Openly gay service men and woman will be allowed to wear their uniforms at a Californian Pride march.
For the first time in history, the US military will allow its personnel to wear their uniforms at a gay pride march in California.
Although only a one-off decision made for the parade in San Diego this year, it is still a huge triumph for the openly gay service men and women, who – when marching in the parade last year – were only allowed to wear t-shirts showing the name of their service branch.
Up until last year, gay people couldn’t serve in the US military, with the ‘don’t ask, don’t tell’ campaign forcing many gay people to choose between their career and their sexuality, or remain in the closet (which was seen as the preferable option). This rule was abolished in September 2011 after a campaign pledge made by President Barack Obama in 2008.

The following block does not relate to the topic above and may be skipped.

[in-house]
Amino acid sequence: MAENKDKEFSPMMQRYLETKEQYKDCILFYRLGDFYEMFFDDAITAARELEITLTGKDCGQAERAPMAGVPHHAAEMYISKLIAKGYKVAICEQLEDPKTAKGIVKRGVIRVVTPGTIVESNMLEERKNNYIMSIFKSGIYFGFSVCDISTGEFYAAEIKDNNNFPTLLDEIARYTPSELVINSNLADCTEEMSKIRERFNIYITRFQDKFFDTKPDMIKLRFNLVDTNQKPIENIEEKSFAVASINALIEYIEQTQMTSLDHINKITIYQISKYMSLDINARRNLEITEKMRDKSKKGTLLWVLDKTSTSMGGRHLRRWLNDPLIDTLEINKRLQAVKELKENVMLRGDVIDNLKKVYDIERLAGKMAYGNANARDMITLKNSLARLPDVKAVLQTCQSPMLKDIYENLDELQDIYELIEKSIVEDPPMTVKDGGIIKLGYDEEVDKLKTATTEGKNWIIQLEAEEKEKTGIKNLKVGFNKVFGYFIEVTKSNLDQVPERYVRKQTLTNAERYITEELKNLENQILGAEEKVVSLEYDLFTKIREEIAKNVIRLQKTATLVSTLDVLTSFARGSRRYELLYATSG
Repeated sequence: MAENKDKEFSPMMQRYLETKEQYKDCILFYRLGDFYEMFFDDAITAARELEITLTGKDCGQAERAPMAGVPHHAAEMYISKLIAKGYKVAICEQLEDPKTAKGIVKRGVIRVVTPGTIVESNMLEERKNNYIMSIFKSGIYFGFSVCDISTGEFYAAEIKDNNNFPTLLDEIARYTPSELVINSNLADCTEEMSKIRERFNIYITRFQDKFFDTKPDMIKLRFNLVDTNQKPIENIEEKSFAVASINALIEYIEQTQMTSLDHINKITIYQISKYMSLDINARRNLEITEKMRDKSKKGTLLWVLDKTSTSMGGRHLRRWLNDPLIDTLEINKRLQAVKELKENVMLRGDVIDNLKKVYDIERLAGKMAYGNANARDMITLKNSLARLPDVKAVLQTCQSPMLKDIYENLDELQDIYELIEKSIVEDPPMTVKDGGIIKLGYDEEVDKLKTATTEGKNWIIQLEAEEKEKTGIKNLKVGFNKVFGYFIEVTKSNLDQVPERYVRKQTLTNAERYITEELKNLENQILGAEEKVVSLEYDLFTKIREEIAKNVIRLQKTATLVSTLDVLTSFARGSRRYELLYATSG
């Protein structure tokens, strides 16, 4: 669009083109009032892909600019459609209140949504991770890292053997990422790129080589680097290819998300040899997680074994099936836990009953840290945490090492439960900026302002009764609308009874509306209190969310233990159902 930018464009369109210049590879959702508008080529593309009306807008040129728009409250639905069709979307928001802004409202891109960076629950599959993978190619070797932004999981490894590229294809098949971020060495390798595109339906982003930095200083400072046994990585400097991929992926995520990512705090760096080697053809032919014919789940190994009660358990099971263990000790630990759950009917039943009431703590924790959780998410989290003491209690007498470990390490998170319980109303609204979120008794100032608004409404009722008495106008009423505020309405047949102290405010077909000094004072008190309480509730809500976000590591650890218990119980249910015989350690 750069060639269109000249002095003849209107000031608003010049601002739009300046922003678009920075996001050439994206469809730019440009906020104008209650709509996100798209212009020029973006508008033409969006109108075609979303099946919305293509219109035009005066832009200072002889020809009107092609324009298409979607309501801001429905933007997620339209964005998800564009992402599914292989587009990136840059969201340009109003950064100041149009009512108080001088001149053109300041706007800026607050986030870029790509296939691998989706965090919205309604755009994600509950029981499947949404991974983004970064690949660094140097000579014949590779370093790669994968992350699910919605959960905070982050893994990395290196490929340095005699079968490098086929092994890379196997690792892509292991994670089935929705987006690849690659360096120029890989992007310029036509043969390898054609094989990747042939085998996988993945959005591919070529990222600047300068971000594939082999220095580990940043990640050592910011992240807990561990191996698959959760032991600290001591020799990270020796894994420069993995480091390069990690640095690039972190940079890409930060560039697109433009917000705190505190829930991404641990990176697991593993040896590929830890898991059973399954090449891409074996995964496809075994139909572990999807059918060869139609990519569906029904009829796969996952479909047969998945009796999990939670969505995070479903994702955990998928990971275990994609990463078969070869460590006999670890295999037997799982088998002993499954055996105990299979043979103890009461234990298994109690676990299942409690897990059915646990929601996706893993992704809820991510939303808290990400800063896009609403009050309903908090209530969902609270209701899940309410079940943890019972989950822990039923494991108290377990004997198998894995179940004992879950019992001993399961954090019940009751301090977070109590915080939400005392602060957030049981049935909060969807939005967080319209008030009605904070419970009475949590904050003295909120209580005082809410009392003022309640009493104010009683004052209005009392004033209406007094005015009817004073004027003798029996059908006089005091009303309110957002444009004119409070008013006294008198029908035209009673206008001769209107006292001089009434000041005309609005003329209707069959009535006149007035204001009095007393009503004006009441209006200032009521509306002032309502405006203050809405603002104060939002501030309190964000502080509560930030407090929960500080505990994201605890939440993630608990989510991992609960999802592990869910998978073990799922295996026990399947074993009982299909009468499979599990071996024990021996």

Deputy Assistant Secretary of Defence Rene Bardorf issued a statement saying, ‘Based on our current knowledge of the event and current policies, we hereby are granting approval for service members in uniform to participate in this year’s parade’.
US military will be allowed to wear uniforms, such as these ones, to show their dedication to the services in San Diego’s Pride march.
As part of the deal, military personnel taking part in the parade, must do so in a personal capacity only, and also make sure they stick to the organisations high standard of uniform wear.
The executive director of San Diego LGBT Pride was thrilled with the decision, exclaiming, ‘Today is a great day of pride! San Diego Pride is honoured to have the privilege of celebrating our country and our service members with dignity and respect’.
He went on to say that ‘the fight for equality is not over’ but the decision was ‘ a giant leap in the right direction’.
This is another big step for the LGBT community, which continues to close the gap for equality.